The other case in the episode involves a Chinese drone and honestly, the only important part of this story connects to what Brian has to do (steal all the information that the FBI has on NZT, making it easier because the case gave him special security clearance at the FBI). The show does a wonderful parallel between Brian stealing the information and the culprit –– Zhang –– confessing that he was a spy. The confession by Zhang is important, because he tells Rebecca and Boyle that he never intended to be a spy. It didn’t start out that way. It started out, much like addictions and things of that sort, little by little until finally, he was caught in a web of espionage.

There’s the understood warning there that if Brian does what Shady Sands –– and, by proxy, Eddie Morra –– want him to do in committing treason, there is going to be a snowball effect. He’s not going to be able to escape his web of lies and crime. One act will lead to another and then another. We see the effects of that this episode.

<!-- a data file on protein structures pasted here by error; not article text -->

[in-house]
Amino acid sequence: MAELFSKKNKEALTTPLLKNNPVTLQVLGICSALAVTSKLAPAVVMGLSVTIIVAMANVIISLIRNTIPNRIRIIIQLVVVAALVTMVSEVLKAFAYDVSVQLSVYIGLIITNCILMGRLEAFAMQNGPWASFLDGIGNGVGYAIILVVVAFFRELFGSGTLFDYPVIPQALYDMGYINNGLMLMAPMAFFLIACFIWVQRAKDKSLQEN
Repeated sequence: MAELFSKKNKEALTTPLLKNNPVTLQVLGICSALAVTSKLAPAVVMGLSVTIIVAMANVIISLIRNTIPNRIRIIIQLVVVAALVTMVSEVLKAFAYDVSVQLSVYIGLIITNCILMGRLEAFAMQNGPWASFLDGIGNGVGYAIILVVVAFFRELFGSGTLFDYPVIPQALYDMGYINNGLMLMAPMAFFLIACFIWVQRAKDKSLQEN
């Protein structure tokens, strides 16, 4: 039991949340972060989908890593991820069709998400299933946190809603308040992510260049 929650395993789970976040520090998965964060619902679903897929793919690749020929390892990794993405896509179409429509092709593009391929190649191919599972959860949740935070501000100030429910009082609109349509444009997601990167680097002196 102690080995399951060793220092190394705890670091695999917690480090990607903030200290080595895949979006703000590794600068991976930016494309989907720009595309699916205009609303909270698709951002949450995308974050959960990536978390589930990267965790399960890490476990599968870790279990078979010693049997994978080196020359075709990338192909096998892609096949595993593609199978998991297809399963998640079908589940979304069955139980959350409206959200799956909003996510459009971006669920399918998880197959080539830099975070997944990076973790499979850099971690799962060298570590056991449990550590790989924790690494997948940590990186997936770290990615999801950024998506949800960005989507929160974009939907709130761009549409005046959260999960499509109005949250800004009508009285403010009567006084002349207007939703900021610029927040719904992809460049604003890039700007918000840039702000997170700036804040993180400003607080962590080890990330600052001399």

Meanwhile, together, Brian and Rebecca manage to determine who actually killed Paul and why (basically, Paul was going to leave five different charities all of his money after he died instead of giving it to his children and told his lawyer about this, but instead of making the change, the lawyer contacted one of Paul’s children and promised them that he would be able to sit on the will and not do anything about it… if the price was right). Arthur is extremely grateful to Brian and lauds him a good person and a hero. Brian, feeling immense guilt for what he was made to do by Sands, isn’t so sure.